Welthungerhilfe Calls for Fundamental Reform of the Food System
On Thursday, the Food Systems Summit will take place in New York.
Bonn/Berlin, 2021-09-21. On Thursday, the Food Systems Summit will take place as part of the UN General Assembly session in New York. As hunger is on the rise, governments, academia, civil society, and the private sector are looking for ways to fundamentally transform the global food system. The current system is not fair, sustainable, or crisis-proof. Welthungerhilfe calls on the German federal government to support the development and reinforcement of local and regional food systems, giving special consideration to the interests of people suffering from hunger and poverty. In Germany, too, decisions in areas like trade and energy policy cannot be allowed to have a detrimental impact on food security, for example by causing people in the Global South to be displaced from their land in order to make room for export production. Regarding agricultural production and supply chains, governments must exercise due diligence with regard to human rights and the environment. The UN summit must introduce a system change that will ultimately make it possible for even ten billion people to enjoy a healthy diet without destroying nature and the climate. The right to healthy food is a human right.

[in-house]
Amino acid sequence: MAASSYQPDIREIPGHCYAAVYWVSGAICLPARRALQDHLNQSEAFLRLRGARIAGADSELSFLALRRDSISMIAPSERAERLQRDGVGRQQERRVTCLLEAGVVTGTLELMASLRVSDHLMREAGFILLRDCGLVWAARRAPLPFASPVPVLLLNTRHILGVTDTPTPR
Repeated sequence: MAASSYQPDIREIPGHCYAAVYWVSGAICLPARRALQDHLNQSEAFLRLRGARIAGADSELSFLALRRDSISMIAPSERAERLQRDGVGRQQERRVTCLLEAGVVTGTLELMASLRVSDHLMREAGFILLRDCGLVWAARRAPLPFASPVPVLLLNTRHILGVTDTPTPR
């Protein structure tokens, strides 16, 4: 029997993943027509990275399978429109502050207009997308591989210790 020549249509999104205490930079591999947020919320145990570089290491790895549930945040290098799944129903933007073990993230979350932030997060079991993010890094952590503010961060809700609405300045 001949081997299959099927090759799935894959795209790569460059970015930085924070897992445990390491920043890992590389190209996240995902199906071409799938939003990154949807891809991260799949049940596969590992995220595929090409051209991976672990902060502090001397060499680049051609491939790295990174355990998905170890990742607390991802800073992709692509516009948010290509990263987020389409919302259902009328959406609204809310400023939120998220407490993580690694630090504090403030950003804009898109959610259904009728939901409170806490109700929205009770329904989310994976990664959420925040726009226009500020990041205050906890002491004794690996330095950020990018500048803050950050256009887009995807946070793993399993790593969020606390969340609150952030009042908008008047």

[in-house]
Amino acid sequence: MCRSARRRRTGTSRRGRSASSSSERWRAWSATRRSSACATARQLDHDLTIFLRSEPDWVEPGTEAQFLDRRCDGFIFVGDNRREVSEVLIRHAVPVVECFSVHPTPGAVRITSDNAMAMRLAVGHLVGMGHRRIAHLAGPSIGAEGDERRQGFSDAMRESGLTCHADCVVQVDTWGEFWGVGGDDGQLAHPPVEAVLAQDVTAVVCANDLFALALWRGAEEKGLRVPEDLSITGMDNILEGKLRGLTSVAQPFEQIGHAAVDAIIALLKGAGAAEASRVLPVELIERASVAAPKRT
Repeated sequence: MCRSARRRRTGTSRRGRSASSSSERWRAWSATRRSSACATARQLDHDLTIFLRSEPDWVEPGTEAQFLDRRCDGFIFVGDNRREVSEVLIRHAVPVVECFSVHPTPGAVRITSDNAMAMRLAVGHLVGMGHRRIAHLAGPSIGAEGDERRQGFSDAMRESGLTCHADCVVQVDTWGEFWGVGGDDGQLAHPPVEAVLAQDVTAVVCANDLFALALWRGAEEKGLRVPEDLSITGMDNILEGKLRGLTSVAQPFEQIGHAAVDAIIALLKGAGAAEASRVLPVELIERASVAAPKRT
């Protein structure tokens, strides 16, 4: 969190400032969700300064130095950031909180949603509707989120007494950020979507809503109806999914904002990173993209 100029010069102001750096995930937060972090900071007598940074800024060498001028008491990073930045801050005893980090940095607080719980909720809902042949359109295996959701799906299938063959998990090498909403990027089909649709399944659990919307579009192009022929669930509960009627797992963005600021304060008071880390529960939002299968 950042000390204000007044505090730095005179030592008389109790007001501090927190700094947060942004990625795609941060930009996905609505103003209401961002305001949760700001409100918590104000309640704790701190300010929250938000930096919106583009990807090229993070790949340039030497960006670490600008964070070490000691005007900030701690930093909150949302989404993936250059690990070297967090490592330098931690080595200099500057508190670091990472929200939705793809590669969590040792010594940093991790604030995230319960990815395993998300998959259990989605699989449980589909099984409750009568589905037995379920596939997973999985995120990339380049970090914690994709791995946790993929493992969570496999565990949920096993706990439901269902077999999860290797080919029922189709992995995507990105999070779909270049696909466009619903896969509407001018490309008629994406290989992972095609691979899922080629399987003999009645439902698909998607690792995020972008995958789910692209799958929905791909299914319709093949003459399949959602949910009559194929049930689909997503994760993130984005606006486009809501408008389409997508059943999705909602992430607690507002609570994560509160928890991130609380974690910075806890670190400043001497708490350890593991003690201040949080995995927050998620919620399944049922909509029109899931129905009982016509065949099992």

“More food is being produced worldwide than ever before. And yet, 811 million people are still going hungry. In many parts of the world, small-scale farmers account for the majority of food production and supply up to 80 percent of basic nutrients. Despite this, they are especially affected by poverty and undernutrition. The way we are currently cultivating, processing, and selling food — effectively from the field to the plate — requires a consistent reform to achieve the agreed goal of ending hunger throughout the world by 2030. It is neither fair nor sustainable for potato chips to be exported from Europe to Peru, where 4,000 varieties of potatoes are being grown by small-scale farmers who have no access to profitable markets and live under the poverty line,” stresses Marlehn Thieme, the chair of the board of Welthungerhilfe.
Welthungerhilfe is one of the largest private aid organisations in Germany; politically independent and non-denominational. It is fighting for “Zero Hunger by 2030”. Since it was founded in 1962, more than 10,369 overseas projects in 70 countries have been supported with 4.2 billion euros. Welthungerhilfe works on the principle of empowering people to help themselves: from fast disaster relief to reconstruction and long-term development cooperation projects with national and international partner organisations.